I am never alone when I drive.
I do a lot of chauffeuring of my kids, but I also spend a lot of time alone behind the wheel and I always have some unseen passengers.
In my front console I have a variety of items ranging from pens to Chapstick to an eyeglass cleaning cloth, but there is also a number of memorial cards for people whose funerals I attended.
I find myself deeply affected by them all.
I feel for the deceased and for their family, even if I don’t know them all that well. I may have worked with them or known them through family or a friend, but I take their mourning to heart and I truly have empathy for them.
I know what it’s like to lose someone you love and it is devastating, and it will always be with you.
So when I drive around with my carload full of people who I remember and feel this connection to, I hope they are looking out for me in some way.
This does not stop at the cards in my console.
As I pass by roadside memorials of where people had fatal accidents, some of whom I have known, I think of these poor souls as well.
Many of them were young and taken before their time. They had many more years of life and family to take care of.
One memorial I am deeply affected by is of a woman who I do not even know but the circumstances were so unbelievable I just cannot stop thinking of it every time I pass by this spot.
It started one morning on my way to work when I was detoured around an area that was closed to traffic.
When I finally got to work, I checked the news reports and found that a woman had been killed by a gas tanker that took a curve too fast and overturned onto her car as she was driving the other way.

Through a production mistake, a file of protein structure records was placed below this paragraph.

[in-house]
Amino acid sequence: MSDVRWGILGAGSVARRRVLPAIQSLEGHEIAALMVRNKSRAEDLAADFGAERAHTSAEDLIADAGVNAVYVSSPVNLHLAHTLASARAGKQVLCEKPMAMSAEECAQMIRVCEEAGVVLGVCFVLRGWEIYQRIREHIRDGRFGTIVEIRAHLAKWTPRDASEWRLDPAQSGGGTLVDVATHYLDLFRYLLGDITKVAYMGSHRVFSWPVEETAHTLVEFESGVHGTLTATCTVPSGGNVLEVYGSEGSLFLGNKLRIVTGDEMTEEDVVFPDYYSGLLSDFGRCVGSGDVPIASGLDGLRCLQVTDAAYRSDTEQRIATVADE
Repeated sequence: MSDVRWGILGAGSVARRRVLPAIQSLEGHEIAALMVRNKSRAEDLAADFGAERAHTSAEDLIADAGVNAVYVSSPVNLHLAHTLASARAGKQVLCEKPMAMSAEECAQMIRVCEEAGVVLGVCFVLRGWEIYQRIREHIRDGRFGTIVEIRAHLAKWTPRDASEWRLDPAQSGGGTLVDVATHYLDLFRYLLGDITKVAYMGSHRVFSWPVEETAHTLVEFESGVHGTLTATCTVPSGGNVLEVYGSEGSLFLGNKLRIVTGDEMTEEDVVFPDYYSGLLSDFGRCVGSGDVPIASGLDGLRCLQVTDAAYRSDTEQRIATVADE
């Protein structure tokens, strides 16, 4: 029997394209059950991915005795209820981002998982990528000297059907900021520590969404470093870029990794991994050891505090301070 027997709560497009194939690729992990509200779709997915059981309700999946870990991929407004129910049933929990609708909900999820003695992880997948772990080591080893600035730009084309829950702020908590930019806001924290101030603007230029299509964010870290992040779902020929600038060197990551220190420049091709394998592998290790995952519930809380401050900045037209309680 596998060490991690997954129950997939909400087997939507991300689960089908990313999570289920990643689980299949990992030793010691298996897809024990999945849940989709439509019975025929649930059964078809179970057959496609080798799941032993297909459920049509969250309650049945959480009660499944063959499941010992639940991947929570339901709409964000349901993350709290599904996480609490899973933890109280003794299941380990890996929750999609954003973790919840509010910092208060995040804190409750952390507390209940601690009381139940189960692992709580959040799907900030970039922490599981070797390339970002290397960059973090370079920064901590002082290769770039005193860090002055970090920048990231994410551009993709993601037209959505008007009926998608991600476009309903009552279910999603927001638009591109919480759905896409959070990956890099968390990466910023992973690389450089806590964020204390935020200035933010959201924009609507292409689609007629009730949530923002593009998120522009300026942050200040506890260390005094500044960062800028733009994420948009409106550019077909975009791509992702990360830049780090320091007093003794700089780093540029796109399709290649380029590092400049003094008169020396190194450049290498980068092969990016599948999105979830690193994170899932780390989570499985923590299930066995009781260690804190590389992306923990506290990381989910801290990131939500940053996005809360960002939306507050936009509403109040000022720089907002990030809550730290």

The timing of this accident could not have been more perfect.
If this woman had been a minute later or a minute earlier, she would have most likely missed the truck.
She was coming home from work and was killed by this person who went down this hill too fast to negotiate the turn. The driver of the truck survived, but he left a child motherless.
I guess we never know when our ticket on earth is going to be punched and we will leave this place, but we should try to live and get as much done before we are taken prematurely.
I pass by this spot almost daily and watched as the area was cleaned up because the tanker spilled gas.
The work was completed but someone still has left a small arrangement of flowers at the spot that marks where this woman died.
I’m sure most people drive by and do not notice, but I see it and think about her every time.
For other ruminations about mortality and death, listen to this AMR podcast (“No One Gets Out of Here Alive”) and read these blogs posts about close calls on the road (“Remember: Thou Art Mortal”) and mourning (“Where Do You Put the Pepsi and the Pain?”)
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